At least six people were stabbed in New York City’s subway system over the weekend, with the first attacks unfolding just hours after Mayor Eric Adams and New York Gov. Kathy Hochul unveiled a new plan to combat violence on public transit, authorities said.
Five people were stabbed in the subway system within just over 24 hours after Adams and Hochul revealed a 17-page “Subway Safety Plan,” which will see more police and mental health teams deployed across the subway system starting Monday.
A sixth person was stabbed Sunday evening on the 6 line near Canal Street, the New York Police Department said.
In the first incident, which was reported Friday evening, a male victim was alleged to have been slashed in the forearm around 5 p.m., the NYPD told NBC New York. He was taken to a hospital and was in stable condition, police said.
On Saturday, at least four incidents were reported, with one suspect accused of punching a 20-year-old woman in the back just before 3 p.m., according to police. A verbal dispute ensued, and the man allegedly pulled out a knife and stabbed the woman three times in the abdomen.
The woman was transported to an area hospital in stable condition. Her condition as of early Monday morning was not immediately clear.
In another incident reported around 8:30 p.m. Saturday night, a 24-year-old man was alleged to have been stabbed in the leg with a boxcutter after two teens approached him and attempted to rob him. The suspects fled the scene, police said.
A separate stabbing reported around 9 p.m. was alleged to have unfolded after the suspect and another person began smoking an unknown substance. When the victim asked them to move, the suspect allegedly responded by displaying a knife before stabbing the victim in the arm. The victim was taken to a local hospital for a puncture wound but was in stable condition, the NYPD said.
The weekend attacks came as New York City continues to contend with a rise in crime on public transit, with major crimes up by 65 percent this year, according to NBC New York.
The stabbings also came amid outcry over public transit safety following the death of Michelle Go, a 40-year-old woman who died when she was shoved in front of a New York subway car last month.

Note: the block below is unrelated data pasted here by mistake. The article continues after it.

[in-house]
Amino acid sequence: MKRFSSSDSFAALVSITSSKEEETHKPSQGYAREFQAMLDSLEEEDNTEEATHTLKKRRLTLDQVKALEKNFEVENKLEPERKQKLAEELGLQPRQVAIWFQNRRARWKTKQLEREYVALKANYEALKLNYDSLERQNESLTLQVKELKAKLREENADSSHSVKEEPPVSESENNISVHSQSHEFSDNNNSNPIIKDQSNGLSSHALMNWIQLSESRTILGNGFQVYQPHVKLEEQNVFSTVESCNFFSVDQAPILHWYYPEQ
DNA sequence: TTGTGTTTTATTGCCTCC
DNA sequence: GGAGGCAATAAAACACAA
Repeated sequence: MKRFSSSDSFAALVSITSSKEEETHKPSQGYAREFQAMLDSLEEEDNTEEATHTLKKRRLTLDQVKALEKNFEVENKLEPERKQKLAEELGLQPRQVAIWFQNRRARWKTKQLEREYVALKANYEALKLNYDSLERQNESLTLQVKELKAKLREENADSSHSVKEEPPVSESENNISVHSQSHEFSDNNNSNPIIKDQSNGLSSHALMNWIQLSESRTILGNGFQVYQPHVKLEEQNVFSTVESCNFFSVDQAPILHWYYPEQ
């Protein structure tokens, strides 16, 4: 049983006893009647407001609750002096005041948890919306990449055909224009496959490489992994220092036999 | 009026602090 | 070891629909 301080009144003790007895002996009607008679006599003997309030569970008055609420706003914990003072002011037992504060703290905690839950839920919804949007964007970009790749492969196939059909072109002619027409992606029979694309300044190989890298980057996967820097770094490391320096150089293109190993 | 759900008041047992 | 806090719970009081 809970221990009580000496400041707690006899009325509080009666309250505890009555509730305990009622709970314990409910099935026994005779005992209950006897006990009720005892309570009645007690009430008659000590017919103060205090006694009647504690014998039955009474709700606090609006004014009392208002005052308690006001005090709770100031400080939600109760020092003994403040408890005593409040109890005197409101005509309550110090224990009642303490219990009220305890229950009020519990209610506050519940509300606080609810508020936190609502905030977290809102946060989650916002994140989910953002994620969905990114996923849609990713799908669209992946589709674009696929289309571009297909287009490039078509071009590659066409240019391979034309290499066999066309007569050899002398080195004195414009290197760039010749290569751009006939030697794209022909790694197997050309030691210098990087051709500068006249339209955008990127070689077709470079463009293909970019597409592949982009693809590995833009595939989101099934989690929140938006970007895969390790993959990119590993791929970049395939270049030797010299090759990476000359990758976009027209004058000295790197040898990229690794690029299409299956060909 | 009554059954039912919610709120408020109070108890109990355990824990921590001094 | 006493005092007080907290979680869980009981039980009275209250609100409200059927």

Go, who was alleged to have been attacked by a homeless man, Simon Martial, had been waiting for a train at the Times Square station when she was pushed from behind.
On Friday, Adams and Hochul announced that the new safety plan would address public safety concerns and support people experiencing homelessness and serious mental illness on New York City’s subways, while also cracking down on anyone sleeping across multiple seats, exhibiting aggressive behavior to passengers or creating an “unsanitary environment” in the subway system.
“It is cruel and inhumane to allow unhoused people to live on the subway, and unfair to paying passengers and transit workers who deserve a clean, orderly, and safe environment,” Adams said in a statement. “The days of turning a blind eye to this growing problem are over.”
“For too long our mental health care system suffered from disinvestment, and the pandemic has only made things harder for New Yorkers with serious mental illness who are experiencing homelessness,” Hochul added in a separate statement.
“We must work together to keep our subways — the lifeblood of New York City — safe for all riders, and to get help and services to those in need,” she said.